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The Casting

After completing the screenplay for The Muse with longtime screenwriting collaborator Monica Johnson, Brooks set out to make his movie. He would once again be working both in front of behind the camera, as director and star.

First, though, he had to find his Muse. One actress came to mind immediately. Brooks recalls, "I said I wanted Sharon Stone. People told me, 'She's never done a comedy before.'" In fact, one of Stone's earliest screen roles was in a comedy (Irreconcilable Differences), and the actress had long wanted to do another one.

Determined to make Stone his Muse, Brooks called her up, even though the two had only met in passing. Stone remembers, "Albert started telling me about the movie. I thought, 'He probably just wants me to do a walk-on.' As he's describing the movie to me, I'm thinking, 'This sounds really good!'"

Brooks says, "After I described it to her, I asked her if she would play the part. There was, like, a 5-second pause, and she said, 'I'll be your Muse.'"

Stone had accepted the role without reading the script first. While Brooks suggested that she might want to see the script before committing, Stone "told him I didn't need to read it. The idea was so fantastic, that this character who could be the daughter of Zeus could inspire people and be sort of a bit obnoxious in the process...well, it was too wonderful a part to pass up! I couldn't imagine anything better happening to my career than getting to do this movie."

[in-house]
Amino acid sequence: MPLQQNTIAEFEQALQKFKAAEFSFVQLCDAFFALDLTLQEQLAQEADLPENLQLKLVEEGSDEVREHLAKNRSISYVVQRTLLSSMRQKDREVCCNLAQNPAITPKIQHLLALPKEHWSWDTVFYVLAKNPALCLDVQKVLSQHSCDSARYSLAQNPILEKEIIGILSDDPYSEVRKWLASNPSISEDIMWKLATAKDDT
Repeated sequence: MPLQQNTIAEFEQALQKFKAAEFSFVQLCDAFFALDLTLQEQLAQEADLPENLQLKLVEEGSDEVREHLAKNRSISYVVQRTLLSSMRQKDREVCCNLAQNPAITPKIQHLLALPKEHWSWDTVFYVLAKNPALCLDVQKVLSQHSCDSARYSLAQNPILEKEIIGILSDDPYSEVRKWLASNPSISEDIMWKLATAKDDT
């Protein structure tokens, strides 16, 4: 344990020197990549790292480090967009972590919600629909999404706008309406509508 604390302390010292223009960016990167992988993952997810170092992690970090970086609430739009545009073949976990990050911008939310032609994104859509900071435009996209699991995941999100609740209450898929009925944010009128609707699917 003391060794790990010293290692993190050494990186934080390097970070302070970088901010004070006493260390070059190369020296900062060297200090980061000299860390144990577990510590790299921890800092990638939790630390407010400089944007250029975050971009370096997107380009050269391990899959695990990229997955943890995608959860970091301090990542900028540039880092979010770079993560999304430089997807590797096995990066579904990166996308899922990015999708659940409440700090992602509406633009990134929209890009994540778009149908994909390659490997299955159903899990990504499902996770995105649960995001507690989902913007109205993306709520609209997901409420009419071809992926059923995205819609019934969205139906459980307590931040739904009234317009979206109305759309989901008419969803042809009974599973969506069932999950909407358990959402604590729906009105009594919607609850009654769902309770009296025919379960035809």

Having landed his Muse by phone, Brooks decided to try the same approach to get his (on-screen) wife: "I called Andie MacDowell at home, and described the movie to her. Like Sharon, she committed over the phone."

MacDowell remembers, "Getting the call from Albert was one of those rare gifts you dream about."

Elated with the responses he'd gotten so far, Brooks went for a hat trick by phoning Jeff Bridges to ask him to play Jack, Steven's enviably successful screenwriter friend. This call proved to be a little tougher, notes Brooks, because "I knew Jeff had never really taken a smaller role before, and, speaking as an actor who does smaller parts in other people's movies, it's fun. Although his role is not the lead, I needed someone of stature to play it, because he introduces The Muse to the audience."

Brooks says, "I reminded Jeff, 'You know, Jack Nicholson does it. You're missing out on a good time. There's no pressure.' He decided it was exactly what he was looking for." Bridges, like Stone and MacDowell before him, had committed to the project while on the phone with Brooks, without having read the script.

Brooks reflects, "When you have finished filming a movie, and people come up to you and say, 'I couldn't have imagined anyone else playing that role,' then you know you've cast a movie correctly. That's what happened with The Muse."

And all it took was a few well-timed phone calls.

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